Although these central-government measures were the ostensible spur to China’s remarkable growth run, Coase and Wang assign actual responsibility to the resurgence of China’s private economy. Private farms had always existed as part of the nation’s 30,000 villages and towns, much as neighboring Russians continued to nurture their tiny private plots of land alongside the Soviet collective farms. And, just as was the case in Russia, the smaller private farms began to outdo the larger collectives in productivity and output. Mao fanatically insisted on agricultural collectivization, but his death freed private farmers to resume their former lives.  By late 1980, the Beijing government was forced to officially acknowledge the private farms. In 1982, China formally abandoned its costly experiment with collective agriculture and de-collectivized its farms. Official grain prices were allowed to rise and grain imports were permitted.

Agriculture wasn’t the only industry that flourished at the local level. Small businesses in rural China labored under official handicaps; their access to raw materials was not protected and they had no officially sanctioned distribution channels for their output. But they bought inputs on the black market at high prices and groomed their own sales representatives to scour the nation drumming up business for their goods. These local Davids outperformed the state-run Goliaths; they were the real vanguard of Chinese economic growth.

Growth was slower in China’s major cities. Mao had sent some 20 million youths to the countryside to escape unemployment in the cities. After his death, many of these youths returned to the cities – only to find themselves out of work again. They demonstrated and formed opposition political movements, sometimes paralyzing daily life with their protests. This forced Beijing to permit self-employment for the first time – another Communist sacred cow sacrificed to political expediency. This, in turn, created an urban class of Chinese entrepreneurs. This led to yet another government reaction in the form of Special Economic Zones, somewhat reminiscent of the U.S. “enterprise zones” of the 1980s. Economic freedom and lower taxes were allowed to exist in a controlled environment; Chinese officials hoped to encourage controlled doses of capitalist prosperity in order to save socialism.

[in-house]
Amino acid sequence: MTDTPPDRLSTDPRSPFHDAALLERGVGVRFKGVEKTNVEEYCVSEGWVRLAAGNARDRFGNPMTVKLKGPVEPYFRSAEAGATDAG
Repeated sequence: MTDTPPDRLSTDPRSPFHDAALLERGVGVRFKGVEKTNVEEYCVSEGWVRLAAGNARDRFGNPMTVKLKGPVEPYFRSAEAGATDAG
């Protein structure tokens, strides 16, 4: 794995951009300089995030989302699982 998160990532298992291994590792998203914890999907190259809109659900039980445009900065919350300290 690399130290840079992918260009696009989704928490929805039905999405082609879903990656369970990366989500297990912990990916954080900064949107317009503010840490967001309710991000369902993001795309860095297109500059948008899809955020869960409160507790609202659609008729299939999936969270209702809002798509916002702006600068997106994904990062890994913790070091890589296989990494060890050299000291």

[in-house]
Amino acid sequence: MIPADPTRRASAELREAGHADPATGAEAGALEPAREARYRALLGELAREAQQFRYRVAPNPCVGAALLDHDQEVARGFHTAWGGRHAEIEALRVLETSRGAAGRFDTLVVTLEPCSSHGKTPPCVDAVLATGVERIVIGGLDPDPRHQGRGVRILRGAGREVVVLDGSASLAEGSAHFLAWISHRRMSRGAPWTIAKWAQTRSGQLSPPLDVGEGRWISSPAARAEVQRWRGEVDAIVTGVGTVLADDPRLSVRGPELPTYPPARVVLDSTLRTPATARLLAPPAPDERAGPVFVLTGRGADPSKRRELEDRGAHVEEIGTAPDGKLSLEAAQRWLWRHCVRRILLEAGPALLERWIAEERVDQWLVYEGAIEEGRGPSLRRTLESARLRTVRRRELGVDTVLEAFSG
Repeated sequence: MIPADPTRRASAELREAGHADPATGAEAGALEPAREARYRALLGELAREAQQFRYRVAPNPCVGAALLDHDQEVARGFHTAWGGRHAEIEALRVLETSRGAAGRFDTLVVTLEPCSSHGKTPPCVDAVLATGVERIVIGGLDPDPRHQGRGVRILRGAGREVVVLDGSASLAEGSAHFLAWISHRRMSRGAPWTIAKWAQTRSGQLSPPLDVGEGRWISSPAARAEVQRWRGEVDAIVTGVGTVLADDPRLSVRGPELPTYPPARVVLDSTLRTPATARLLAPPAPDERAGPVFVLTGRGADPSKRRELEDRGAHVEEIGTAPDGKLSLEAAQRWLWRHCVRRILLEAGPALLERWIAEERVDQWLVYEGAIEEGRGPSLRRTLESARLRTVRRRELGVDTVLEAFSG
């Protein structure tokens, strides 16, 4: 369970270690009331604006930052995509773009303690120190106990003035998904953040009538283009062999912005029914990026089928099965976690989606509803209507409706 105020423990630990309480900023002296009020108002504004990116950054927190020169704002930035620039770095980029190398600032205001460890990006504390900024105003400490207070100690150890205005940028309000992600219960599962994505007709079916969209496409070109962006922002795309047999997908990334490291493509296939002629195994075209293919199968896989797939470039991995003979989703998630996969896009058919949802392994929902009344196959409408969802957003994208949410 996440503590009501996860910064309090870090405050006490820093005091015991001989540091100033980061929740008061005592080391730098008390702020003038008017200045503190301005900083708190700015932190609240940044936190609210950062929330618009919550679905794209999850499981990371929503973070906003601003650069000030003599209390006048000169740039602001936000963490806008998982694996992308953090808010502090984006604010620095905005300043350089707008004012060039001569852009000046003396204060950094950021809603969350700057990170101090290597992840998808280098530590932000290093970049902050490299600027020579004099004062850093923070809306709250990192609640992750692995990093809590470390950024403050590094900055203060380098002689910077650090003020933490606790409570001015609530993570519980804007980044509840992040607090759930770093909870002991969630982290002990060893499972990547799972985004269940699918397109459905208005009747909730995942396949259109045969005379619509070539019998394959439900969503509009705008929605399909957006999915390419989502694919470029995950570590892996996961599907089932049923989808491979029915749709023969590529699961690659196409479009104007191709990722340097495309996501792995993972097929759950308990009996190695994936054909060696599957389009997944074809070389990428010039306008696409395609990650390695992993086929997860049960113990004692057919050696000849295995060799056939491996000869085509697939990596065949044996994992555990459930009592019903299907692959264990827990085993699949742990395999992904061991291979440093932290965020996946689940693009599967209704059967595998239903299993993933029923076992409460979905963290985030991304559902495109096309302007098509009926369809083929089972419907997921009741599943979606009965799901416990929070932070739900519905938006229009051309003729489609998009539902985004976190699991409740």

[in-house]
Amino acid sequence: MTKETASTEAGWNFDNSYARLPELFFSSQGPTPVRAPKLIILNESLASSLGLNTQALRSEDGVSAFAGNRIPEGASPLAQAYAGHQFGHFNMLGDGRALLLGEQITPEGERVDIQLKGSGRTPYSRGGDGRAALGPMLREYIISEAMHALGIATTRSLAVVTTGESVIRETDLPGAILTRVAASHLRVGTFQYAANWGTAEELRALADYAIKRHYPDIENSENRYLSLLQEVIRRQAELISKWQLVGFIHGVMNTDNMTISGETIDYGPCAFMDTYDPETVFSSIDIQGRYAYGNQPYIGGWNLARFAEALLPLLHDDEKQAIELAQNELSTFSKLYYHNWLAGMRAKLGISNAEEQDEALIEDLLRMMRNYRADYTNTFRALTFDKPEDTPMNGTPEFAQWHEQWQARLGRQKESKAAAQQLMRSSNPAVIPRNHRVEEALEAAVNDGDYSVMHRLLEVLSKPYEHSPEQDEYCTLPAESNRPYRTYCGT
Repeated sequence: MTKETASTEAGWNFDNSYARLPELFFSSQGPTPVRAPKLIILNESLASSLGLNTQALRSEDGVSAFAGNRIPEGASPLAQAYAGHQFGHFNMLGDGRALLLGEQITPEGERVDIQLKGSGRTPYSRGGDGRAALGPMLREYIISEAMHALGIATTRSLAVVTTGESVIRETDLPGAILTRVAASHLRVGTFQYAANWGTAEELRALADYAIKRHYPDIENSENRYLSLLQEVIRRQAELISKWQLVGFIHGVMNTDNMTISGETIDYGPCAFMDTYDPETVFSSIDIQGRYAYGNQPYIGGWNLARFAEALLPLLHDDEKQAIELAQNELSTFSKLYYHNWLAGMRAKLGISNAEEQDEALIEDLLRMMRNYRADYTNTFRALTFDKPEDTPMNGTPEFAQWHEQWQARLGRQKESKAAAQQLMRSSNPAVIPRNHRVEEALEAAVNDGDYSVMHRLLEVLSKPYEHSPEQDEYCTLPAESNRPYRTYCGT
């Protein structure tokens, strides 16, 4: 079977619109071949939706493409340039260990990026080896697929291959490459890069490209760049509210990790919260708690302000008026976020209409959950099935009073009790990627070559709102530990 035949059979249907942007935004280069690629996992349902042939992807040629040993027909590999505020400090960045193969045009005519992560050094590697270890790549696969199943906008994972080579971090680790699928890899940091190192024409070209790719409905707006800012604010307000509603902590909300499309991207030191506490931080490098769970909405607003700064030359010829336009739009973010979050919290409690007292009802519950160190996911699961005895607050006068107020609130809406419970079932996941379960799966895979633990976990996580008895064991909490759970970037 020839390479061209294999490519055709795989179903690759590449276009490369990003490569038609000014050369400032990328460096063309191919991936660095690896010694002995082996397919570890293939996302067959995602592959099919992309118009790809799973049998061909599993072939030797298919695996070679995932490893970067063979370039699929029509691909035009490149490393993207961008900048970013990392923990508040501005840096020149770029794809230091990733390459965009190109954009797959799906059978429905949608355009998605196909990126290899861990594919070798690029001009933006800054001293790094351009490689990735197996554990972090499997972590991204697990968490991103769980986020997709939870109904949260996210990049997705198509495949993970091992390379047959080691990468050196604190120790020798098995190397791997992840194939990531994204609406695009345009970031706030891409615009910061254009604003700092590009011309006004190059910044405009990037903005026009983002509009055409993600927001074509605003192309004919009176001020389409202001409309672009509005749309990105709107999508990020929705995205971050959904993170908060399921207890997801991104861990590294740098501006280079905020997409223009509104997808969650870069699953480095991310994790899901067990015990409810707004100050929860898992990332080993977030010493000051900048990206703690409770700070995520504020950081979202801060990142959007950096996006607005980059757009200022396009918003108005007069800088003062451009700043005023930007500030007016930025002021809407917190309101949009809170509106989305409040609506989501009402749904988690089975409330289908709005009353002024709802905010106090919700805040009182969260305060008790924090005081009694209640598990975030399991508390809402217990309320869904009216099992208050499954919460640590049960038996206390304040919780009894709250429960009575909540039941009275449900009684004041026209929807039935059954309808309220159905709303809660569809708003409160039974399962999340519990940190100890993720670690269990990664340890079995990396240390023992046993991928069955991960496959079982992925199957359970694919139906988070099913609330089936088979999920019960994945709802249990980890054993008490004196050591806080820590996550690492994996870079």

Gradually, the limited reforms of the Special Economic Zones became more general. Increased freedom of market prices was introduced in 1992, taxes were lowered in 1994 and privatization of failing state-run enterprises began in the mid-1990s. For the first time, China began to replace local and regional markets with a single national market for many goods.

Coase and Wang identify perhaps the most important but least-known capitalist element to arise in China as the improved pursuit of knowledge. They accurately attribute the recognition of knowledge’s role in economics to Nobel Laureate F.A. Hayek and note the increasing popularity of books and articles by Hayek, his mentor Ludwig von Mises and classical forebears such as Adam Smith. The economics profession has pigeonholed the subject of knowledge under the heading of “technical coefficients of production,” but the authors know that this is only the beginning of the knowledge needed to make a free-market economy work. The knowledge of market institutions and the dispersed, specialized “knowledge of particular time and place” that can only be collated and shared by free markets are even more important than technical knowledge about how to produce goods and services.